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MONTPELIER — Vermont lawmakers got their first detailed look Tuesday at Gov. Peter Shumlin's plan for moving the state toward a single-payer health care system, as his administration unveiled legislation that would use a provision of the new federal health care law as a springboard for a more ambitious state plan.
The first part of a three-year plan to build the new system would include setting up the sort of state-based marketplace for health insurance, or "exchange," envisioned in the law passed by Congress a year ago. But instead of the multiple exchanges many other states are envisioning, Vermont would have just one covering the entire state population of about 625,000, said Anya Rader Wallack, Shumlin's special assistant for health reform.
In addition, the bill would set up a new Vermont Health Reform Board whose main mission would be to control costs. It would set budgets for networks of doctors, hospitals and other providers and design the systems under which they would be paid. Wallack said the intent was to move away from a system that pays providers for each appointment or procedure — the so-called "fee-for-service" system — to one that sets a budget for keeping a certain number of people healthy.
The five-member panel, appointed by the governor with the Senate's consent, also would design the benefit package — the health services covered by the system.
The A.P. reports a mixed response to the plan:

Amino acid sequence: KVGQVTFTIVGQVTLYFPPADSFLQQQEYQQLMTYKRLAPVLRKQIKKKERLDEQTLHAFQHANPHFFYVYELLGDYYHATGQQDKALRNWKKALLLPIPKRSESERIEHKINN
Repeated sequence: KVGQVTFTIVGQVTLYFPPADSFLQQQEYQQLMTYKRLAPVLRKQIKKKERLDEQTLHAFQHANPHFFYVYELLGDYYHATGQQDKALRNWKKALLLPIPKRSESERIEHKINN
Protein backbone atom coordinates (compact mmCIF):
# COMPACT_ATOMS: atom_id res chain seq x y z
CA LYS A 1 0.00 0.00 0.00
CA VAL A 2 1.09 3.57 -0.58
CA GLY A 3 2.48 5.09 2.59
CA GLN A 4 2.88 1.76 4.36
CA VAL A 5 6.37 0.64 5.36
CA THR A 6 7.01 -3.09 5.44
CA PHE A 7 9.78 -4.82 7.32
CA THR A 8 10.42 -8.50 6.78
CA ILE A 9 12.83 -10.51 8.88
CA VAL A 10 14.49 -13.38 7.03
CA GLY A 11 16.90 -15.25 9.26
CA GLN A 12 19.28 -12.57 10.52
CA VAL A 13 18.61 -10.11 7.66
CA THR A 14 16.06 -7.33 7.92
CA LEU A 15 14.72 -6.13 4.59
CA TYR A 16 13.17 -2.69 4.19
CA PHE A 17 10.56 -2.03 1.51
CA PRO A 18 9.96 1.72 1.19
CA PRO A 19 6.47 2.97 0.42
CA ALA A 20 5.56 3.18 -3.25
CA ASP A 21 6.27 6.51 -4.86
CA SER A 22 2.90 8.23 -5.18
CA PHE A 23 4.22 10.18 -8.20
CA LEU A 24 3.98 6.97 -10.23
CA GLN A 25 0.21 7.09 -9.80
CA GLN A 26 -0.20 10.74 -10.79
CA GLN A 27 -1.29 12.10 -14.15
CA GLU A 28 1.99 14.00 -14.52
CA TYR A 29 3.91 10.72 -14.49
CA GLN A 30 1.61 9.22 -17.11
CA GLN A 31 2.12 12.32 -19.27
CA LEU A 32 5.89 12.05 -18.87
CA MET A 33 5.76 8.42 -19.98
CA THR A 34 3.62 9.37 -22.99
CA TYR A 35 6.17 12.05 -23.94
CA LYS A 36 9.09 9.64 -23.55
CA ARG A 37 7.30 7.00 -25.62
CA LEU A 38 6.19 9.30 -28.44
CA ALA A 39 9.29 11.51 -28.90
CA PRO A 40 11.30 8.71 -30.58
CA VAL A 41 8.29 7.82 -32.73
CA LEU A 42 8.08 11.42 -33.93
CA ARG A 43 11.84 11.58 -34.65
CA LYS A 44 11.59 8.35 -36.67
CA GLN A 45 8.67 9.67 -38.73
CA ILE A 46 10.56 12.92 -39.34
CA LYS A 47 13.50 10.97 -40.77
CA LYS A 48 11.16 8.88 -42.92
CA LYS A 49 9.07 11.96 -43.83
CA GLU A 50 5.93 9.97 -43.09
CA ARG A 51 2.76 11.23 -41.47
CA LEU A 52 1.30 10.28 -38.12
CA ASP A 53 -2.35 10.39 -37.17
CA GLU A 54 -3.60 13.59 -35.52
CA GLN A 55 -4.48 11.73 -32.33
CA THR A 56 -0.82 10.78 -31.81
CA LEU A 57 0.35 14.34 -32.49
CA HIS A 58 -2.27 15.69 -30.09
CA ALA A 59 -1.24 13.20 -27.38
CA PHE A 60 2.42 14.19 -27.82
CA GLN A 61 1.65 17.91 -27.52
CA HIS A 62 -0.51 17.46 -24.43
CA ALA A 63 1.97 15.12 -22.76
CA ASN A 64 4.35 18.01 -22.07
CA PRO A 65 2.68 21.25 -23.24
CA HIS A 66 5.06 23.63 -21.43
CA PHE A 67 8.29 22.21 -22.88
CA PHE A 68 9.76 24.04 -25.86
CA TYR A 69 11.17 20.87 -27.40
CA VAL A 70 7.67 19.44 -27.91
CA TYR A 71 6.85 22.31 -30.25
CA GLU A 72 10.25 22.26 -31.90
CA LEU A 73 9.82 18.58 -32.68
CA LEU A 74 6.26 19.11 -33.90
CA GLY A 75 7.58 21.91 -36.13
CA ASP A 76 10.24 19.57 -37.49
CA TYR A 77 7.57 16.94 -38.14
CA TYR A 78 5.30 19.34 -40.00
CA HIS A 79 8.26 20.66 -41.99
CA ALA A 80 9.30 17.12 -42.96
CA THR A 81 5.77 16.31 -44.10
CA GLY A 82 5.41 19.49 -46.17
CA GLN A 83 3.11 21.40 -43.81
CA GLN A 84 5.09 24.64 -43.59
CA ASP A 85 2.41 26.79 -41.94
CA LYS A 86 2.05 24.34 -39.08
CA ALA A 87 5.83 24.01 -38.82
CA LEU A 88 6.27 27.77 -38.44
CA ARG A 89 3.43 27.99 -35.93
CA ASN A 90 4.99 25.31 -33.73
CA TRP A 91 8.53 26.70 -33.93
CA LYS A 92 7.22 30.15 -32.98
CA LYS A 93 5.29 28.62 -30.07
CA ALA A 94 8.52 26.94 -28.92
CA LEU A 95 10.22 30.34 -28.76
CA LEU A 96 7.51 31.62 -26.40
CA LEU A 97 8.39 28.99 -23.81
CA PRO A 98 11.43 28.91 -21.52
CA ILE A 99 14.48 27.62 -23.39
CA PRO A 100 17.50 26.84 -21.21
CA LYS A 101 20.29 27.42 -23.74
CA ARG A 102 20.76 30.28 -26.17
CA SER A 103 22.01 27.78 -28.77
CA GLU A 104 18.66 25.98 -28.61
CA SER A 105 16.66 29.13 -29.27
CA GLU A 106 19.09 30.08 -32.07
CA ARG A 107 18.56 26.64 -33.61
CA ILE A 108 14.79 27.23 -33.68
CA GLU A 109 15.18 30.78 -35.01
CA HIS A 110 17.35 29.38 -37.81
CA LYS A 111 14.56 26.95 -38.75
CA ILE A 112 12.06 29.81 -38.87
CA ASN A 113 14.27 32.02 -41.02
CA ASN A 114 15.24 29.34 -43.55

While Shumlin's plan drew praise from majority Democrats in the Legislature Tuesday, the decision to put off deciding how to pay for it for two years came under fire from Republicans and from the head of the state Chamber of Commerce.
House Republican Leader Don Turner questioned Shumlin's claims that the new system would save $500 million from the more than $5 billion a year spent each year on health care in Vermont. "Where are the savings?" Turner asked. "How much is it going to cost and who's going to pay the bill?"
Officials with the Vermont Medical Society and the Vermont Association of Hospitals and Health Systems complained that Shumlin's proposed budget for the next fiscal year includes $17 million in higher hospital taxes and reductions in payments made to physicians by Medicaid.
This program aired on February 9, 2011. The audio for this program is not available.
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